Earlier this year, Aubrey Dahl (Advertising Art) was hired to host a painting-themed party for a group of eight-year-old girls. She prepared canvases with art for the girls to paint. While the girls were painting, Aubrey asked them questions about the colors they were using and mixing. Unsurprisingly, there were some aspects to color and color traits they weren’t familiar with but once Aubrey explained basic color theory concepts, they were able to comprehend.
This made Aubrey question why they weren’t familiar with this material in the first place and why it isn’t taught to more of an extent, as children are receptive to art, especially color. Being a visual medium, using gamification to learn about color and color theory can be enriching at a young age, especially when many children lose their love for art early on.
While digging deeper, Aubrey discovered many educational games for math, science, reading, foreign languages … but nothing extensive in the area of art and color. That’s why Aubrey created Reach My Rainbow Learning About Color.
Reach My Rainbow is an educational color and color theory game geared toward children and intended to be used in elementary art classes. The game includes 10 levels that teach different aspects of art, structured with a lesson, activity and reward.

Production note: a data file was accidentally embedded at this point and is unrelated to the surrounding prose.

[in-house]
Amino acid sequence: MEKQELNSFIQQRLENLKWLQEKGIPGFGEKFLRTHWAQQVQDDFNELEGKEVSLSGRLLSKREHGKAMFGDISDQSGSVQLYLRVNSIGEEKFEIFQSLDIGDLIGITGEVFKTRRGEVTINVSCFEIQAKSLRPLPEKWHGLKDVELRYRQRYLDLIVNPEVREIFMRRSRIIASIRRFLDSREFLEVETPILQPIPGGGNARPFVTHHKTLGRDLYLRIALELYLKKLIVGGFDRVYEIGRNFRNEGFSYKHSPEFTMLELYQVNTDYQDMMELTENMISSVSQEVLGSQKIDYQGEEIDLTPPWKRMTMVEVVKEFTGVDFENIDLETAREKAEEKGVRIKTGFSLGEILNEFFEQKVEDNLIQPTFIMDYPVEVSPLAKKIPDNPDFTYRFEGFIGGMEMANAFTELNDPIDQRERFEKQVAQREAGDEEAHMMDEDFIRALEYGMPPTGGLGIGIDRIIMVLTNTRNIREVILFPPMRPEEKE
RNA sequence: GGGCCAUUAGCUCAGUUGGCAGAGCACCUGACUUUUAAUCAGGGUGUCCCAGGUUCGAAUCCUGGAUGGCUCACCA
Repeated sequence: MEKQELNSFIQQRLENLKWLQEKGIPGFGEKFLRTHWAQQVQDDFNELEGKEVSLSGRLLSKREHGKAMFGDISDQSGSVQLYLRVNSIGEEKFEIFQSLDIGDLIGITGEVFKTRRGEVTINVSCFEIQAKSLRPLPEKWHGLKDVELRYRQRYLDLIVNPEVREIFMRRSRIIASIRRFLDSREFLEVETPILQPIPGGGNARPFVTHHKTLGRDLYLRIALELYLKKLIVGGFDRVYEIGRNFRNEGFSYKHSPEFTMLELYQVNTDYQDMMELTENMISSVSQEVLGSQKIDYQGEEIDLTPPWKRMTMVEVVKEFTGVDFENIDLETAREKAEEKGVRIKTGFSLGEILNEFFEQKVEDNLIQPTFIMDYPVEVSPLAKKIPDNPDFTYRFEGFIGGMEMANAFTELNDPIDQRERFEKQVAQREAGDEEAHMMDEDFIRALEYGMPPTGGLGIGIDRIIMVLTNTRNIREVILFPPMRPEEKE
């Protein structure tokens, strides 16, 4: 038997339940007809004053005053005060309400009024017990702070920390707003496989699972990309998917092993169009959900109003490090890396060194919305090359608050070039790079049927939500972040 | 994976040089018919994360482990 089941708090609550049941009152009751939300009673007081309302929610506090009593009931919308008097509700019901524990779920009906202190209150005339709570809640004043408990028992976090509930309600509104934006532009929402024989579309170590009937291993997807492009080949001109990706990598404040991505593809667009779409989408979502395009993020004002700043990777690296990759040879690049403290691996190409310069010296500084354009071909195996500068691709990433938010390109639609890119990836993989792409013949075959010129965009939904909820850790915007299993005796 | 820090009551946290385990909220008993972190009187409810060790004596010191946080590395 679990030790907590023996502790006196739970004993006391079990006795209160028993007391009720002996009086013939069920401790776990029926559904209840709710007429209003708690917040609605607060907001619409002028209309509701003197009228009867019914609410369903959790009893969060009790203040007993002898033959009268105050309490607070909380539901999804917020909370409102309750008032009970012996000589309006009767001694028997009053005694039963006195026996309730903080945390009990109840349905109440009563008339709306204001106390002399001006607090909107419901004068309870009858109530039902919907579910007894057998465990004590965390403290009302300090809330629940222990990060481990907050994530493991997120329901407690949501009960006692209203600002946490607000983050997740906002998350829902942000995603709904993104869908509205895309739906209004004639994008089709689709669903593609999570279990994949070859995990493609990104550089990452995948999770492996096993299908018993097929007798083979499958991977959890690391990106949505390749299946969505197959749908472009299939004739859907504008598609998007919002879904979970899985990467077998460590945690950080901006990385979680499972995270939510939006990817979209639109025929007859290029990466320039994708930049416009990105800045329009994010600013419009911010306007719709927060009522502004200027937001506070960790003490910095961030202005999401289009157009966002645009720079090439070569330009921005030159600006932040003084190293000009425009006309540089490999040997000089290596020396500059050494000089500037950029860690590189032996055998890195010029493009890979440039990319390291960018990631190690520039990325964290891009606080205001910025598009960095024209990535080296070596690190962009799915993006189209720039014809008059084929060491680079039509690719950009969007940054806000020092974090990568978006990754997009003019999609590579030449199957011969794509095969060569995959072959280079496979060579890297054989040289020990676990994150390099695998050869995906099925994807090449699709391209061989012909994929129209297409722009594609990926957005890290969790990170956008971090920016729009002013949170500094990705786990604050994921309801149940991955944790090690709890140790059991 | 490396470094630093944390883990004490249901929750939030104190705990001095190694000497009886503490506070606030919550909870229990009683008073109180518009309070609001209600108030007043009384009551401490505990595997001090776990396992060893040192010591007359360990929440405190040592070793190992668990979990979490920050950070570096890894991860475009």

Reach My Rainbow Levels
Level 1: Primary Colors
Level 2: Secondary Colors and Mixing Colors
Level 3: Tertiary Colors
Level 4: Value and Monochromatic Color Scheme
Level 5: Analogous Color Scheme
Level 6: Complementary Color Scheme
Level 7: Neutral Tones and Brown
Level 8: Warm and Cool Colors
Level 9: Create a Color Palette
Level 10: Put it All Together
The lessons teach concepts, and the activities allow children to test the concepts they just learned. Each level ends with a reward coloring page, where children use what they’ve just learned to color their own picture. The game has visual, auditory, and kinesthetic aspects to enhance learning and stimulate the senses.
The art design and visuals in the game are meant to be simple yet cute, appealing to children.
Aubrey is excited to get Reach My Rainbow into classrooms by licensing it to elementary schools, stating, “it can help save money and still be fun because they can say, ‘we’re going to art class now, go to the computers.’” In future iterations, Aubrey is interested in making lessons to be more in-depth, and possibly expand to include middle and high school versions.
Discover your inner artist with one of UAT’s digital arts degrees.
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Jonathon Sherwood, Game Design